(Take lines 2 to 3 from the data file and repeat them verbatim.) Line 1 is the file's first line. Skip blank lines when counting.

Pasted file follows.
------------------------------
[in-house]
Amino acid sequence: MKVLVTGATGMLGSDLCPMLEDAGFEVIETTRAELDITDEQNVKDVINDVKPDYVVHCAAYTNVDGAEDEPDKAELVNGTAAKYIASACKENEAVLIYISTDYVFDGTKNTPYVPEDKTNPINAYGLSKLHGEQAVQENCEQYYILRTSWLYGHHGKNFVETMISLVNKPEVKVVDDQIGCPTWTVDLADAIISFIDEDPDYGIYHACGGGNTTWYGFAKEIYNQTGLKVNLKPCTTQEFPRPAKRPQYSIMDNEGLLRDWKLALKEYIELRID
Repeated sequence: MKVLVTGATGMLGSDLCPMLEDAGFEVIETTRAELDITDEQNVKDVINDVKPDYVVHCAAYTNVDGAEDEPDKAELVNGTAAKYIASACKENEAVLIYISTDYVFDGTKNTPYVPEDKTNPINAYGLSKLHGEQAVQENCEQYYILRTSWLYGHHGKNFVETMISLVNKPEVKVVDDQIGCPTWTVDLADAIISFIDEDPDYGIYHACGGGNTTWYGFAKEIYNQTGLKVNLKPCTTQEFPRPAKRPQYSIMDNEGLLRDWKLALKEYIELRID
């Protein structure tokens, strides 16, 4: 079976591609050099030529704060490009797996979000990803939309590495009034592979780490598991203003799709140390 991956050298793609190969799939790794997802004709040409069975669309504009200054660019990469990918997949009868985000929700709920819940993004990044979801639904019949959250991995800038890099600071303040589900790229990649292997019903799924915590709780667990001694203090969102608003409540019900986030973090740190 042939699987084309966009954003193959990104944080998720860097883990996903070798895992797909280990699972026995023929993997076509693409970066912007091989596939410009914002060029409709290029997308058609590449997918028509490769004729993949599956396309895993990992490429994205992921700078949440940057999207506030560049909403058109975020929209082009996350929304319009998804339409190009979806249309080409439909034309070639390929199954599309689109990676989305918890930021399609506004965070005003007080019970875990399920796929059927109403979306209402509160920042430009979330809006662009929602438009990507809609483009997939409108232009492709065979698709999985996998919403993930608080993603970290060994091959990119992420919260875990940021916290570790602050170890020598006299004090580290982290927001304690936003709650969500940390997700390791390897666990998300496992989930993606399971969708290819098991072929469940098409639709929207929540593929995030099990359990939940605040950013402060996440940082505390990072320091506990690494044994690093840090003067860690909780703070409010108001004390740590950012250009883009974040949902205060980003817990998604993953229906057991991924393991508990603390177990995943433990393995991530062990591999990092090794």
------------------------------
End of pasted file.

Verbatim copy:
Amino acid sequence: MKVLVTGATGMLGSDLCPMLEDAGFEVIETTRAELDITDEQNVKDVINDVKPDYVVHCAAYTNVDGAEDEPDKAELVNGTAAKYIASACKENEAVLIYISTDYVFDGTKNTPYVPEDKTNPINAYGLSKLHGEQAVQENCEQYYILRTSWLYGHHGKNFVETMISLVNKPEVKVVDDQIGCPTWTVDLADAIISFIDEDPDYGIYHACGGGNTTWYGFAKEIYNQTGLKVNLKPCTTQEFPRPAKRPQYSIMDNEGLLRDWKLALKEYIELRID
Repeated sequence: MKVLVTGATGMLGSDLCPMLEDAGFEVIETTRAELDITDEQNVKDVINDVKPDYVVHCAAYTNVDGAEDEPDKAELVNGTAAKYIASACKENEAVLIYISTDYVFDGTKNTPYVPEDKTNPINAYGLSKLHGEQAVQENCEQYYILRTSWLYGHHGKNFVETMISLVNKPEVKVVDDQIGCPTWTVDLADAIISFIDEDPDYGIYHACGGGNTTWYGFAKEIYNQTGLKVNLKPCTTQEFPRPAKRPQYSIMDNEGLLRDWKLALKEYIELRID